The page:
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Tata's game changers

Tata's game changers

Overseas buys that are beginning to work have helped create value in key companies.

In 2000-01, a devastating recession in the Indian auto sector took the wind out of the sales of Tata Motors, then known as Tata Engineering. Losses mounted to Rs 500 crore. It was around that time Ratan Tata, Chairman of the 90-company group, took a crucial call: The Tatas would henceforth cease to rely on a single market. The group's key companies that operate in sectors like steel, automobiles, chemicals, hospitality and IT services would attempt to grow overseas, too, by setting up outposts organically or by making acquisitions.

That may be one explanation for the 140-year-old conglomerate, which started the decade with a turnover of just under Rs 50,000 crore, ending fiscal year 2010 with sales of Rs 319,534 crore - that is growth of six times on a humongous base. What the numbers do not reveal, however, is the transformation the group has undergone since the dawn of the new millennium.

Back in 2000, most Tata group companies, with the exception of a few like Tata Consultancy Services, derived the bulk of their revenues from the domestic market. Today, 57 per cent of the Tata group's business comes from outside India's borders.

A significant chunk of this transformation can be attributed to the slew of big-ticket acquisitions the group has made. A back of the envelope calculation reveals that Tata group companies have spent about $19 billion in acquisitions since 2000.

Such buyouts, coupled with bright prospects for many of the domestic market-oriented businesses, have resulted in key Tata companies creating dollops of wealth for investors, as the BT 500 illustrates (see Back on the Road).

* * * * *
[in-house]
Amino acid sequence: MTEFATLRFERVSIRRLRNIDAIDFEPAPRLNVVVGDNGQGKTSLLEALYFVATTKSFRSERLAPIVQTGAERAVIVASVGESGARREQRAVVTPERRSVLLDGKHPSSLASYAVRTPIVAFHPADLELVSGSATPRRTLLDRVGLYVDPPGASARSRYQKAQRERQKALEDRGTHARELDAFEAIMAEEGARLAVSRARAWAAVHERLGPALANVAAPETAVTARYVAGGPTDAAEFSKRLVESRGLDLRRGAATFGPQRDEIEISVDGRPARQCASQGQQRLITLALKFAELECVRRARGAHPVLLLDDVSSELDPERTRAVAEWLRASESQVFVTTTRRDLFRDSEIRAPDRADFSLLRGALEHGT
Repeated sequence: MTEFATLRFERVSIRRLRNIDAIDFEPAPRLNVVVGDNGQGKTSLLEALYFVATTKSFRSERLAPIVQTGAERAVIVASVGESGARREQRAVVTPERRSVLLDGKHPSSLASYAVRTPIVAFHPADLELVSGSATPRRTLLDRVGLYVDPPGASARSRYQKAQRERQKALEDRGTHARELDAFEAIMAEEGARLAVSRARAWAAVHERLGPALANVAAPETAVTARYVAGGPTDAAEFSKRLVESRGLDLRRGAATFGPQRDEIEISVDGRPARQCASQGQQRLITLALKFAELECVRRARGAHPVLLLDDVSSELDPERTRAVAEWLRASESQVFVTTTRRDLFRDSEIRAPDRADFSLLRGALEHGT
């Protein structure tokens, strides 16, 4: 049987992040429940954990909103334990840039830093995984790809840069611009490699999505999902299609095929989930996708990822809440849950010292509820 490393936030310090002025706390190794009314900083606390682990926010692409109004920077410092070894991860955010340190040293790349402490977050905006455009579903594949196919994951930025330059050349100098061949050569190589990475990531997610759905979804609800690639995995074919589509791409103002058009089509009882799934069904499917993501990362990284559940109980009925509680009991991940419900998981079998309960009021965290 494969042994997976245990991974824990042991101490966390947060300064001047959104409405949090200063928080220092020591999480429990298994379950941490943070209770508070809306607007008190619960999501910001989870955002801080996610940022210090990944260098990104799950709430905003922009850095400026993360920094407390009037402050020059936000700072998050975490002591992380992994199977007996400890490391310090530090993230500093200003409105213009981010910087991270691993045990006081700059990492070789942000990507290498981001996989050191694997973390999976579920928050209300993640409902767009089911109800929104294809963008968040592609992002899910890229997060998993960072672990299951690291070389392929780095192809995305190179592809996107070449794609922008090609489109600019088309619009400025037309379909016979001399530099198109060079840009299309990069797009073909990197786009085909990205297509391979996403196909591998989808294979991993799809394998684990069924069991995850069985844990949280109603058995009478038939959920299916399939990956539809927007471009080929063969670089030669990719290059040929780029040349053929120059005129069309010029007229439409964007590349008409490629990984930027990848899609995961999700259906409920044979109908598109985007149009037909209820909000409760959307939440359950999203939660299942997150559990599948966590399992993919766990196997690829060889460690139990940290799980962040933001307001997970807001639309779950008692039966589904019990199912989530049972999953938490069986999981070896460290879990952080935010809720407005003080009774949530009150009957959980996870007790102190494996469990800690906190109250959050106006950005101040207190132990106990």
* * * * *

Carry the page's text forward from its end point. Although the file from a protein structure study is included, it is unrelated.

Take Tata Motors, for instance. In 2002-03, of revenues of Rs 10,855 crore, less than five per cent came from international markets. In contrast, during the last fiscal year, Tata Motors' revenues have increased nine times to Rs 92,519 crore. India's contribution: just 38 per cent. Revenues are just one part of what the company has gained. As you read this, Tata Motors is selling amongst the world's most affordable cars in India, the Nano, at about Rs 1,34,000, and the uber-luxurious Jaguar XJ in Florida for about $77,500, or about 25 times that amount.

As good as that sounds, acquiring some of these large companies has been the easier part for the Tata group. Making those acquisitions work is the tougher task. Tata Motors CFO C. Ramakrishnan can vouch for that. In early 2008, after being on the negotiating table for the better part of a year, and beating half a dozen competitors, Tata Motors was all set to buy the iconic Jaguar-Land Rover (JLR) businesses from Ford Motor Company.

"It looked like a great proposition. What we were looking at was great brands, great technology, and a presence in the premium segment. It would have taken us five to 10 years to build a business of that stature," says Ramakrishnan. "It was a sound business, clocking profits of $600 million. They also had a turnaround strategy, and a product strategy in place." By June 2008, JLR was a part of the Tata stable. "Three months later, the tide turned around and a tsunami hit us," adds Ramakrishnan.